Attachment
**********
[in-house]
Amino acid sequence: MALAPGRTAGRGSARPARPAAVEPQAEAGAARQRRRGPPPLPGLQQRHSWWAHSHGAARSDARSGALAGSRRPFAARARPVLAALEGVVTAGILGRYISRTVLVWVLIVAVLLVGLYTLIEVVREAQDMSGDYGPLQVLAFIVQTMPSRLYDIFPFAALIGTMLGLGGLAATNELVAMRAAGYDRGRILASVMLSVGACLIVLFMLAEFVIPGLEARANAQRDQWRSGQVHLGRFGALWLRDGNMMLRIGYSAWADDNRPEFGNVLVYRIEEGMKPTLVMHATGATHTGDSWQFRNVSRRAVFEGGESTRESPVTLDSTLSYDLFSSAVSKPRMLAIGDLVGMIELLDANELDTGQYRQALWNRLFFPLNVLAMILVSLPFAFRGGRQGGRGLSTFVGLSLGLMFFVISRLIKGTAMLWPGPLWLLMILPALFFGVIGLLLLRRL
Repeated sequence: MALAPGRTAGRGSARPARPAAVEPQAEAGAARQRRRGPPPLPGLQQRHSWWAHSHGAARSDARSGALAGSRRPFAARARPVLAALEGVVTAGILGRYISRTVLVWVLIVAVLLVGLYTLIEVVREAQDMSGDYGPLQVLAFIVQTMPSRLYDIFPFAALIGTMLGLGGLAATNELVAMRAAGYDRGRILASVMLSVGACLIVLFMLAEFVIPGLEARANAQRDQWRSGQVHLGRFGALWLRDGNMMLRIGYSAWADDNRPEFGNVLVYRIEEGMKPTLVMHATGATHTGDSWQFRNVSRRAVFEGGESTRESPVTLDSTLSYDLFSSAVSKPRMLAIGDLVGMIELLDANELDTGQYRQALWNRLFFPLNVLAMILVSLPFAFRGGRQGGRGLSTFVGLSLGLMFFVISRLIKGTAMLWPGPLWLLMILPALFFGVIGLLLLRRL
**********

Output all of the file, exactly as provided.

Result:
[in-house]
Amino acid sequence: MALAPGRTAGRGSARPARPAAVEPQAEAGAARQRRRGPPPLPGLQQRHSWWAHSHGAARSDARSGALAGSRRPFAARARPVLAALEGVVTAGILGRYISRTVLVWVLIVAVLLVGLYTLIEVVREAQDMSGDYGPLQVLAFIVQTMPSRLYDIFPFAALIGTMLGLGGLAATNELVAMRAAGYDRGRILASVMLSVGACLIVLFMLAEFVIPGLEARANAQRDQWRSGQVHLGRFGALWLRDGNMMLRIGYSAWADDNRPEFGNVLVYRIEEGMKPTLVMHATGATHTGDSWQFRNVSRRAVFEGGESTRESPVTLDSTLSYDLFSSAVSKPRMLAIGDLVGMIELLDANELDTGQYRQALWNRLFFPLNVLAMILVSLPFAFRGGRQGGRGLSTFVGLSLGLMFFVISRLIKGTAMLWPGPLWLLMILPALFFGVIGLLLLRRL
Repeated sequence: MALAPGRTAGRGSARPARPAAVEPQAEAGAARQRRRGPPPLPGLQQRHSWWAHSHGAARSDARSGALAGSRRPFAARARPVLAALEGVVTAGILGRYISRTVLVWVLIVAVLLVGLYTLIEVVREAQDMSGDYGPLQVLAFIVQTMPSRLYDIFPFAALIGTMLGLGGLAATNELVAMRAAGYDRGRILASVMLSVGACLIVLFMLAEFVIPGLEARANAQRDQWRSGQVHLGRFGALWLRDGNMMLRIGYSAWADDNRPEFGNVLVYRIEEGMKPTLVMHATGATHTGDSWQFRNVSRRAVFEGGESTRESPVTLDSTLSYDLFSSAVSKPRMLAIGDLVGMIELLDANELDTGQYRQALWNRLFFPLNVLAMILVSLPFAFRGGRQGGRGLSTFVGLSLGLMFFVISRLIKGTAMLWPGPLWLLMILPALFFGVIGLLLLRRL